By Ali Kaplan
My kid wants to rule the world.
I don’t mean that in a slang sort of way, like, “skateboarding rules!” I mean, rule. Not a city. Nor a state. Not even the country. His grandiose plans and imaginary games and notebook scribbles currently involve World Domination. That is, when he isn’t reenacting songs from Hamilton. Or trying to come up with a business idea he could bring to Shark Tank. Who IS this kid?
One day, he’s obsessed with Bernie Sanders. The next, it’s Stephen Hawking. The common theme: being exceptional at whatever you do.
There’s no parent manual on appropriate responses when your 11-year-old asks what he can do that would be great. He’s wholly unsatisfied by the default, “Mommy and Daddy think you’re great no matter what you do, kiddo!” We talk a lot, in this age of Insta-fame, about what it means to be “famous” and how fame is not the same as greatness, and shouldn’t be the goal. It’s the content of what you do that matters, not who notices.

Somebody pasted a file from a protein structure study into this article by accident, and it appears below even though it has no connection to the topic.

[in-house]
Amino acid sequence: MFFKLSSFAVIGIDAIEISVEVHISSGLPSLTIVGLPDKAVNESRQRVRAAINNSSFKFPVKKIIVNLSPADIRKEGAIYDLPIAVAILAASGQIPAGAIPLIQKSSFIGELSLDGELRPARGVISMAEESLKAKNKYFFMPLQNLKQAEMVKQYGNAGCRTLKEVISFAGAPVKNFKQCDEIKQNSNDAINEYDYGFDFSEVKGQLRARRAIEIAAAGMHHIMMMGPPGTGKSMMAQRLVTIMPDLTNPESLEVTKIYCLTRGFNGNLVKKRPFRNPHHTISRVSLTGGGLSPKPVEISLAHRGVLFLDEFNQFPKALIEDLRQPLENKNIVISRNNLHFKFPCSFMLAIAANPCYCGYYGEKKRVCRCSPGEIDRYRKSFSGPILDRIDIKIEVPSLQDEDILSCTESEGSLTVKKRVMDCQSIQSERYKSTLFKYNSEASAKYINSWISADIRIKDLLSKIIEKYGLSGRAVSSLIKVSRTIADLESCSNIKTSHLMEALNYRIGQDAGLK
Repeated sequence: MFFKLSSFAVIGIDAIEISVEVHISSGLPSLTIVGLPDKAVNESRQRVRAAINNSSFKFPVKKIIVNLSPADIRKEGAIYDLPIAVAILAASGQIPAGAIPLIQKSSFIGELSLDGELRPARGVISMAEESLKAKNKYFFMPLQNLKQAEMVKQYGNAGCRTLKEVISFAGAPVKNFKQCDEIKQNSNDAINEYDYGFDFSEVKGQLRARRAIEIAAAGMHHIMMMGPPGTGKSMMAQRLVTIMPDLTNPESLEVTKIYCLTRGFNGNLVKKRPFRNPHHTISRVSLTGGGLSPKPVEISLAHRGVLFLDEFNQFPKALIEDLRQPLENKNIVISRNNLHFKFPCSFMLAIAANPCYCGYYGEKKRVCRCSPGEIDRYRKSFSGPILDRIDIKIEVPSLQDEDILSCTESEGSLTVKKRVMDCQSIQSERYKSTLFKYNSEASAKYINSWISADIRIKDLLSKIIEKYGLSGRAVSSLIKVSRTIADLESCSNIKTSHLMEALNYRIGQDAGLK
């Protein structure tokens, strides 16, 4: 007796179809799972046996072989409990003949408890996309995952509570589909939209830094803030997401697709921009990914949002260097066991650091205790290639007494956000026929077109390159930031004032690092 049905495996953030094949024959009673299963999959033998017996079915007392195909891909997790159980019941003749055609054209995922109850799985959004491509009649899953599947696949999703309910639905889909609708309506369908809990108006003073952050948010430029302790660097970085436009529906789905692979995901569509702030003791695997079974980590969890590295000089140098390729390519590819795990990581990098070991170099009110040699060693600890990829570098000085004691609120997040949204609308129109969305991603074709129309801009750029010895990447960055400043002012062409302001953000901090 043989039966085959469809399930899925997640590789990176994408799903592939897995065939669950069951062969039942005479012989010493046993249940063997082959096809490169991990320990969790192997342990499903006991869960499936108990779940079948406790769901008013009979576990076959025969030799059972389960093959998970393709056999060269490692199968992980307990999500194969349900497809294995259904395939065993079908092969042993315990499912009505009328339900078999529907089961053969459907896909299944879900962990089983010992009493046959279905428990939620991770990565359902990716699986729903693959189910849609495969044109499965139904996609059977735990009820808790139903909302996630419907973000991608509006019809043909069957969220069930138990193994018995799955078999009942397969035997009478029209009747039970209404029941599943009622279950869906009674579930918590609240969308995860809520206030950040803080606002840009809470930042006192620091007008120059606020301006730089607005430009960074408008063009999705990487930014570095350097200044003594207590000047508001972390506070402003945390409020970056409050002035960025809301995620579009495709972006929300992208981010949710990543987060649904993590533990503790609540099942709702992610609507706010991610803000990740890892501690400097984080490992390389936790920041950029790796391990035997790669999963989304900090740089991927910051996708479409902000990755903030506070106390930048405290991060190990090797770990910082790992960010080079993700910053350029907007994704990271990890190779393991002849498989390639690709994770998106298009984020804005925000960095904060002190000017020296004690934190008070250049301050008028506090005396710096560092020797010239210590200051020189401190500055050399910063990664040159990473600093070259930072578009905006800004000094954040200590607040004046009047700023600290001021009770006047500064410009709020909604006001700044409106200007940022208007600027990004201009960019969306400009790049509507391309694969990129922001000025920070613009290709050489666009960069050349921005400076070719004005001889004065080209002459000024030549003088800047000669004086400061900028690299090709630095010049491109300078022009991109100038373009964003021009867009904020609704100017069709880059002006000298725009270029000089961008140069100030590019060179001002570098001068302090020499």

Of course I’m pleased that my child is interested in things besides video games (generally when he’s been told he can’t play any more video games). I think about how I used to peck away on a typewriter dreaming of becoming a published author one day, and how my child can publish with a click and make his voice heard in a snap, tweet, or status update. And then I worry about the added pressure all of that technology, information and opportunity presents, and how social media makes it seem so easy to stand out, when really, it isn’t. I want to protect him and prepare him and keep his expectations in check so that he isn’t devastated by a post that goes unliked.
What’s the right balance? How do I help him channel all his energy and curiosity without setting him up for disappointment?
What will make him feel great?
That’s the stuff we plan to talk about here. And having you join the conversation, well, that would most definitely be great.